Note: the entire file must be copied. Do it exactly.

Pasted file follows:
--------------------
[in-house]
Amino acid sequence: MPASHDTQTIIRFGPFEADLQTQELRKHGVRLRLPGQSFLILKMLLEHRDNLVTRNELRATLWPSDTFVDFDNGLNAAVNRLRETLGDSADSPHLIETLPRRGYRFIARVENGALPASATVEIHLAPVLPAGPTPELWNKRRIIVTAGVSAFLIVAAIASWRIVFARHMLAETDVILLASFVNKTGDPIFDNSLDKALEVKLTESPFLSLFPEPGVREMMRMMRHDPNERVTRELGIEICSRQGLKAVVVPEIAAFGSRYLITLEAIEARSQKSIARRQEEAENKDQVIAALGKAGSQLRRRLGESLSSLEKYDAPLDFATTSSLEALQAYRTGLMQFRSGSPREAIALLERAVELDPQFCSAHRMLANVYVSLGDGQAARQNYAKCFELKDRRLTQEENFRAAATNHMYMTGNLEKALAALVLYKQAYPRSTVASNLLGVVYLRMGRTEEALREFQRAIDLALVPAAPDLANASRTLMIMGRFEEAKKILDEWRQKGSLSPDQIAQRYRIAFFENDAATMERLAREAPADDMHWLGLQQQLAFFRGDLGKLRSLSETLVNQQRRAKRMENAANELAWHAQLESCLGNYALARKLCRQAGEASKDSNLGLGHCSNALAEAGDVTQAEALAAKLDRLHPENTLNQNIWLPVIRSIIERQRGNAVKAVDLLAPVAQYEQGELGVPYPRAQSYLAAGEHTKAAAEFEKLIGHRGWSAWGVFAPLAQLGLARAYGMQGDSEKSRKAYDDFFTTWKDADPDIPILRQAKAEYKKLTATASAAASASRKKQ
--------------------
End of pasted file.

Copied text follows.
[in-house]
Amino acid sequence: MPASHDTQTIIRFGPFEADLQTQELRKHGVRLRLPGQSFLILKMLLEHRDNLVTRNELRATLWPSDTFVDFDNGLNAAVNRLRETLGDSADSPHLIETLPRRGYRFIARVENGALPASATVEIHLAPVLPAGPTPELWNKRRIIVTAGVSAFLIVAAIASWRIVFARHMLAETDVILLASFVNKTGDPIFDNSLDKALEVKLTESPFLSLFPEPGVREMMRMMRHDPNERVTRELGIEICSRQGLKAVVVPEIAAFGSRYLITLEAIEARSQKSIARRQEEAENKDQVIAALGKAGSQLRRRLGESLSSLEKYDAPLDFATTSSLEALQAYRTGLMQFRSGSPREAIALLERAVELDPQFCSAHRMLANVYVSLGDGQAARQNYAKCFELKDRRLTQEENFRAAATNHMYMTGNLEKALAALVLYKQAYPRSTVASNLLGVVYLRMGRTEEALREFQRAIDLALVPAAPDLANASRTLMIMGRFEEAKKILDEWRQKGSLSPDQIAQRYRIAFFENDAATMERLAREAPADDMHWLGLQQQLAFFRGDLGKLRSLSETLVNQQRRAKRMENAANELAWHAQLESCLGNYALARKLCRQAGEASKDSNLGLGHCSNALAEAGDVTQAEALAAKLDRLHPENTLNQNIWLPVIRSIIERQRGNAVKAVDLLAPVAQYEQGELGVPYPRAQSYLAAGEHTKAAAEFEKLIGHRGWSAWGVFAPLAQLGLARAYGMQGDSEKSRKAYDDFFTTWKDADPDIPILRQAKAEYKKLTATASAAASASRKKQ